A heartfelt thank you goes out to everyone who helped!
29 March 2022
For many families, such as Amal's, options are limited, and living in refugee camps is their only alternative due to limited resources.
Amal, a mother of six daughters, and her husband fled their beloved home near Daara in 2013, only 20 days after she had given birth to a child Ola by caesarian. They were fleeing the horrors of war, leaving behind their extended family and their house that had been destroyed in the fighting. After crossing the border into Jordan, the family was brought to Zaatari camp, Jordan's main Syrian refugee camp at that time.
The camp had only been open for a year when Amal arrived and was designed to shelter families for a short period of time. Most people were living in tents, though the first caravans had just been installed. Various humanitarian organizations were collaborating to provide life-saving aid and basic resources, helping the refugees meet their needs. She remembers that it was a tough time, but with good support and solidarity among the families.
IN 2018, Amal's husband Mohammad was diagnosed with stage four lukemia cancer but by the time of diagnosis, it was too late for the family to act and seek treatment. The husband was transferred to a nearby hospital where, shortly after, he died, leaving Amal to care for the family all by herself. Amal's eldest daughter, Rawaa, was greatly affected by her father's death and has since lost her ability to speak and hear, adding to the burden on Amal's shoulders.
"We used to own a big farm house in Syria. My husband had cows and sheep, and we used to eat from what we planted on our land, but now we have nothing and would starve to death if we didn't get help. I've been looking for a job that would allow me to provide for my daughters for a long time, but I've had no luck. With no one to help care for the family, I'll have to stay until they're grown. " Amal explained.
Amal's family, like all those living in Jordan's Syrian refugee camps, receives full assistance from the World Food Programme (WFP). With 23JOD per person per month, the family can choose to buy from a variety of food options in any of the WFP's contracted shops located in the camp.
Despite all of the assistance provided by the United Nations and NGOs to those who live in refugee camps such as Zaatari, located in a desert-like area in northern Jordan, refugees face numerous difficulties in their daily lives. "Here at the camp, not everyone has the luxury of owning a having a kitchen or a working fridge; electricity is only available for a few hours during the day; and the cost of living has changed dramatically in the last few years as a result of the pendamic, with prices skyrocketing. When one of my daughters asks me to buy her simple necessities when I barely have enough to cover our basic needs, it tears me apart." Amal said.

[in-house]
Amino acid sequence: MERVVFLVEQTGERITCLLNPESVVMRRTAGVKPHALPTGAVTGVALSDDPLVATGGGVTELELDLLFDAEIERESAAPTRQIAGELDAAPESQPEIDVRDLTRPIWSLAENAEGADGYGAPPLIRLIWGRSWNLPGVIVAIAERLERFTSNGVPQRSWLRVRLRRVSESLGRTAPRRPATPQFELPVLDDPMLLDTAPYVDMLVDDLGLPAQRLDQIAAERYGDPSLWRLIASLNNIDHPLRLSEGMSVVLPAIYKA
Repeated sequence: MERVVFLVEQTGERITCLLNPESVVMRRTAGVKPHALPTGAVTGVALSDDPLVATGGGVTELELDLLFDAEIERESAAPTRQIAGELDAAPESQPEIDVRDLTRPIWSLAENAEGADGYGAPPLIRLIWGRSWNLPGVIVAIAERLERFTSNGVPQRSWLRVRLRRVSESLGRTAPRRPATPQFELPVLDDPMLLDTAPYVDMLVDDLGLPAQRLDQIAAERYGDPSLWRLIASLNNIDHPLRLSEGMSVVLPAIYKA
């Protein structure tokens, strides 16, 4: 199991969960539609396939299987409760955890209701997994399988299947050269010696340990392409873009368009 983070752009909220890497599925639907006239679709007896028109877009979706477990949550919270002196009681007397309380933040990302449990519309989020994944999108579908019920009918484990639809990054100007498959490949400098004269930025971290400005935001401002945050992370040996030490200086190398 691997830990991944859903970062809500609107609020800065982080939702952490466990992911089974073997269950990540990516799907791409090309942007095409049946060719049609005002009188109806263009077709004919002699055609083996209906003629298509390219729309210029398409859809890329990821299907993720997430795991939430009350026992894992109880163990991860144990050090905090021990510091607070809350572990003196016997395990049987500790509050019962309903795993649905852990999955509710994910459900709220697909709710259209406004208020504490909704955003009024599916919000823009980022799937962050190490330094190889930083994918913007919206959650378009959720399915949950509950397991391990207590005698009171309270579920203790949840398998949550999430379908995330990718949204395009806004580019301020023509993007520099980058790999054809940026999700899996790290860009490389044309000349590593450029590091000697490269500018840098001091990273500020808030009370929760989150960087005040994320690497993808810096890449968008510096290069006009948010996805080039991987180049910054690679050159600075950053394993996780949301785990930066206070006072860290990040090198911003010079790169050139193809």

For many families, such as Amal's, options are limited, and living in refugee camps is their only alternative due to limited resources since, as she explained, "Returning to my beloved country, Syria, is not an option at the moment; without a house and with no one to support my family there, we will not be able to survive, Here at the camp is our only option; we have food, shelter, and safety, and that cannot be exchanged for anything else; I don't see us leaving here for years to come."
Amal was deeply worried when she learned about WFP’s funding shortfalls at the end of 2021 for refugees receiving monthly food assistance in communities; she was concerned that this would affect families like hers living in the camps if the situation did not improve. She had no idea what to do or where to go. She was therefore very relieved when she received an SMS from WFP informing her and all refugees in camps that the monthly food assistance was provided by the Kingdom of Saudi Arabia through KSrelief. ”After years of conflict and knowing of the displacement of millions of refugees in so many countries, it fills my soul to know that there is still hope and goodness in the world. A heartfelt thank you goes out to everyone who helped.” Amal said.
WFP received a generous USD 12.8 million donation from the King Salman Humanitarian Aid and Relief Center (KSrelief) to help meet the monthly food needs; the donation covers approximately four months of assistance for the 112,000 Syrian refugees living in Jordan's refugee camps, the Zaatari, Azraq, and King Abdallah Park. The donation came at a critical time allowing WFP to continue support to Syrian refugees as they face the harsh winter season.